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    Mangal Pandey birth anniversary: Remembering his contribution to Indian freedom struggle

    Mangal Pandey birth anniversary: Remembering his contribution to Indian freedom struggle

    Mangal Pandey birth anniversary: Remembering his contribution to Indian freedom struggle
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    By CNBCTV18.com  IST (Published)

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    Mangal Pandey was born in an aristocratic Brahman family on July 19, 1827, in a town near Faizabad in Uttar Pradesh. In 1849, Pandey joined the army of the British East India Company and served as a sepoy in the 6th Company of the 34th Bengal Native Infantry in Barrackpore

    The great 'Sepoy Mutiny' of 1857 had first sprouted the dream of independence among Indians. A number of historical and unforgettable incidents took place during the era, which played a pivotal role in the freedom movement.
    Mangal Pandey spearheaded the Revolt of 1857 against the British and without his mention the story of India's Independence Movement would be incomplete.
    Who was Mangal Pandey?
    Mangal Pandey was born in an aristocratic Brahman family on July 19, 1827, in a town near Faizabad in Uttar Pradesh. In 1849, Pandey joined the army of the British East India Company and served as a sepoy in the 6th Company of the 34th Bengal Native Infantry in Barrackpore.
    While in Barrackpore, it is believed that the British has introduced a new type of Enfield rifle that required soldiers to bite off the ends of the cartridge in order to load the weapon. A rumour spread that the lubricant used in the cartridge was either cow or pig lard, which was in conflict of the religious beliefs of both Hindus and Muslims. The sepoys were furious with its use in the cartridge.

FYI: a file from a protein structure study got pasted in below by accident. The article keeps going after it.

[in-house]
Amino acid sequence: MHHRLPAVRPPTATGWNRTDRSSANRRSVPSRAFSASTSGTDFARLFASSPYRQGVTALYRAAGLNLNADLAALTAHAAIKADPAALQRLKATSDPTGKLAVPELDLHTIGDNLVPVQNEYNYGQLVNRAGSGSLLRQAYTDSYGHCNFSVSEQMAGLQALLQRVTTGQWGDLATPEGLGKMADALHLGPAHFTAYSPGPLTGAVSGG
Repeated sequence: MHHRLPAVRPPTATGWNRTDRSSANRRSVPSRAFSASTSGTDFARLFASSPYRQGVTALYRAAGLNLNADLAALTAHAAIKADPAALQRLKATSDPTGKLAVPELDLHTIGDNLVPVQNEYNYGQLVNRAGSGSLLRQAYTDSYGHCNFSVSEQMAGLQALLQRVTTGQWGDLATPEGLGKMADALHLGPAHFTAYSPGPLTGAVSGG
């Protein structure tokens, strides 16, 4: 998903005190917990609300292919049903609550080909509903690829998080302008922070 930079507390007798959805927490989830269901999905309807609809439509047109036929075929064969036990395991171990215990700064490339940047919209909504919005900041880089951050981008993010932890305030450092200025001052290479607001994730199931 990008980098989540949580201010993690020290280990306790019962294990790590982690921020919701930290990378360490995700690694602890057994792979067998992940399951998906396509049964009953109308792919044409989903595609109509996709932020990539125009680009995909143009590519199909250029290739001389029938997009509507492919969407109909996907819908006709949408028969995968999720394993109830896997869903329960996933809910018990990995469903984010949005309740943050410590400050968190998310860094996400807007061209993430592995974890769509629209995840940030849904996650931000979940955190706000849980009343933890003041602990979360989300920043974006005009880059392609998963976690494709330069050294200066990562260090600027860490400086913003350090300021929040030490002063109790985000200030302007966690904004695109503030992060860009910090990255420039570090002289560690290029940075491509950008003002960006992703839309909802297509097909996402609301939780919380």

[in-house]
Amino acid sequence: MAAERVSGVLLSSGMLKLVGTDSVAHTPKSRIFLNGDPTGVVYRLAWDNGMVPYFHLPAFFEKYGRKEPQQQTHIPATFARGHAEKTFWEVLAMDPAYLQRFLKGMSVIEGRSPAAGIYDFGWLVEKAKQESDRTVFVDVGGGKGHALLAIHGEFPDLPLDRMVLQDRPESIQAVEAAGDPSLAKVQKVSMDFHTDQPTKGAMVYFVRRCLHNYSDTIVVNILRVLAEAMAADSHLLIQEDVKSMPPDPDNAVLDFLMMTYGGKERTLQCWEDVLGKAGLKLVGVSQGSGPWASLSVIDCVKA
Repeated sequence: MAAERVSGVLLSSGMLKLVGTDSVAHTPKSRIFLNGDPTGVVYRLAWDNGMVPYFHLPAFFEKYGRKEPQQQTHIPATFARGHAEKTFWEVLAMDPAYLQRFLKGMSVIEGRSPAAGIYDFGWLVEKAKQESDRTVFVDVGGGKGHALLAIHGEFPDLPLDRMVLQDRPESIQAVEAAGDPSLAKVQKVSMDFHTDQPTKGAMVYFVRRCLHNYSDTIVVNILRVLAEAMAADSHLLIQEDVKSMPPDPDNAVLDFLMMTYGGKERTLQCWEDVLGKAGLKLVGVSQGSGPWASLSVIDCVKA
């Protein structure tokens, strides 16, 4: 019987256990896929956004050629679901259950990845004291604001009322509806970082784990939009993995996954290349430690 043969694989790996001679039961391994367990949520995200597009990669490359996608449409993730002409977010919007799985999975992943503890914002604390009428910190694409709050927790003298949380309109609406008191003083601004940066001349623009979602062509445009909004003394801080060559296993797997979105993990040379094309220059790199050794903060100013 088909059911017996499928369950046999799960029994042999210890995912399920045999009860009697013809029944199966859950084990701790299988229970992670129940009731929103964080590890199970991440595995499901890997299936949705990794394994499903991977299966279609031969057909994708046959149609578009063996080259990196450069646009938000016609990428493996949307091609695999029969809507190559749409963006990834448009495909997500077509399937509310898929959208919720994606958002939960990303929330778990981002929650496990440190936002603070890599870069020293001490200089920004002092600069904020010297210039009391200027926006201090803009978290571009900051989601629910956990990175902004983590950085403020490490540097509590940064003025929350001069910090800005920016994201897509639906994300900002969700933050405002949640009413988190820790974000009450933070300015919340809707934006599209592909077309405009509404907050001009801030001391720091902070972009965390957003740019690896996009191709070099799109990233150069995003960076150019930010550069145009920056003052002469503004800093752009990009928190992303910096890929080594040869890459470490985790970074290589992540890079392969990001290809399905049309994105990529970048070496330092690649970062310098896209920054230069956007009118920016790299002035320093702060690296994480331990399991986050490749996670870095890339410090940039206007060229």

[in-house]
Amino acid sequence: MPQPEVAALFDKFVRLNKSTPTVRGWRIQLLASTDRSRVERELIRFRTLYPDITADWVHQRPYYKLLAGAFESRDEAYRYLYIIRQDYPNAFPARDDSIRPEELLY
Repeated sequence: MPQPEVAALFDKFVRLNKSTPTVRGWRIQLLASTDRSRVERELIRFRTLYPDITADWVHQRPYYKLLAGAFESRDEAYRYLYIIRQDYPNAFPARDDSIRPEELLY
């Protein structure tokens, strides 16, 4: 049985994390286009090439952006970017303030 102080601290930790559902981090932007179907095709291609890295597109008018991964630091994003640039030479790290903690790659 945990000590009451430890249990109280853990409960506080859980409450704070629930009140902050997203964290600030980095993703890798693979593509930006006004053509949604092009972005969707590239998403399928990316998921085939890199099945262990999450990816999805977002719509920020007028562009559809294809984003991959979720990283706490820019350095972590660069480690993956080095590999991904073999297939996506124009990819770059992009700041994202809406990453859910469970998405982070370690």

On March 29, 1857, Pandey attempted to incite his fellow sepoys to rise up against the British. He attacked two of those officers and when he was restrained, he attempted to shoot himself. However, he was eventually overpowered and arrested.
    After being tried, Pandey was sentenced to death. He was supposed to be hanged on April 18, but fearing the outbreak of a large-scale revolt, the Britishers moved his execution to April 8.
    His impact on Indian freedom struggle
    After his death, a larger insurrection started following resistance and revolt against the use of Enfield cartridges in Meerut later that month. The rebellion soon engulfed the entire nation. This led to the revolt of 1857 being called the first war of Indian independence.
    Nearly 90,000 men joined the mutiny. The Indian side faced losses in Kanpur and Lucknow, but the British had to retract to the Sikh and Gurkha forces.
    Following the 1857 Mutiny, the British Parliament passed an act to abolish the East India Company. India became a crown colony directly under the Queen.
    Mangal Pandey ignited the spark that finally won India its independence 90 years later.
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